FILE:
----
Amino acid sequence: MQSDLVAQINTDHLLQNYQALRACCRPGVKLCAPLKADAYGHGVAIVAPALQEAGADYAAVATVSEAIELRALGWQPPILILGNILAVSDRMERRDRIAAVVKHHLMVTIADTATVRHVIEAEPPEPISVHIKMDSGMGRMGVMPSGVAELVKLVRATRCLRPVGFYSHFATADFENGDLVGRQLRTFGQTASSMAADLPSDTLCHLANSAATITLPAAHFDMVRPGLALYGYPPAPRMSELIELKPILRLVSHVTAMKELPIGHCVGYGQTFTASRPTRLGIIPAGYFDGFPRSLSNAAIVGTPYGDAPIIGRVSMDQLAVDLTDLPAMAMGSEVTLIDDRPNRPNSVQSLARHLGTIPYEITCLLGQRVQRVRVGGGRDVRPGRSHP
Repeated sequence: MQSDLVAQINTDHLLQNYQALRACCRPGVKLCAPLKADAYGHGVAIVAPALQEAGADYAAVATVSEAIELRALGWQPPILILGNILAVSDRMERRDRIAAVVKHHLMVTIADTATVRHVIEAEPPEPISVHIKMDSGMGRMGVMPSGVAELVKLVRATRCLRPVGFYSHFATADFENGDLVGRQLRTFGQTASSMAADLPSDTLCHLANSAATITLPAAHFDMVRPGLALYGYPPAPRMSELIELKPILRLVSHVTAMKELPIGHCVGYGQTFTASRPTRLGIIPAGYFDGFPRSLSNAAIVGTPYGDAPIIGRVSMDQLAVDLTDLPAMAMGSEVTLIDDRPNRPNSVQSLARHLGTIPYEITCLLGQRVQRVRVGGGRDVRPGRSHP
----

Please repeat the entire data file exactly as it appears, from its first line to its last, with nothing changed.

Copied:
Amino acid sequence: MQSDLVAQINTDHLLQNYQALRACCRPGVKLCAPLKADAYGHGVAIVAPALQEAGADYAAVATVSEAIELRALGWQPPILILGNILAVSDRMERRDRIAAVVKHHLMVTIADTATVRHVIEAEPPEPISVHIKMDSGMGRMGVMPSGVAELVKLVRATRCLRPVGFYSHFATADFENGDLVGRQLRTFGQTASSMAADLPSDTLCHLANSAATITLPAAHFDMVRPGLALYGYPPAPRMSELIELKPILRLVSHVTAMKELPIGHCVGYGQTFTASRPTRLGIIPAGYFDGFPRSLSNAAIVGTPYGDAPIIGRVSMDQLAVDLTDLPAMAMGSEVTLIDDRPNRPNSVQSLARHLGTIPYEITCLLGQRVQRVRVGGGRDVRPGRSHP
Repeated sequence: MQSDLVAQINTDHLLQNYQALRACCRPGVKLCAPLKADAYGHGVAIVAPALQEAGADYAAVATVSEAIELRALGWQPPILILGNILAVSDRMERRDRIAAVVKHHLMVTIADTATVRHVIEAEPPEPISVHIKMDSGMGRMGVMPSGVAELVKLVRATRCLRPVGFYSHFATADFENGDLVGRQLRTFGQTASSMAADLPSDTLCHLANSAATITLPAAHFDMVRPGLALYGYPPAPRMSELIELKPILRLVSHVTAMKELPIGHCVGYGQTFTASRPTRLGIIPAGYFDGFPRSLSNAAIVGTPYGDAPIIGRVSMDQLAVDLTDLPAMAMGSEVTLIDDRPNRPNSVQSLARHLGTIPYEITCLLGQRVQRVRVGGGRDVRPGRSHP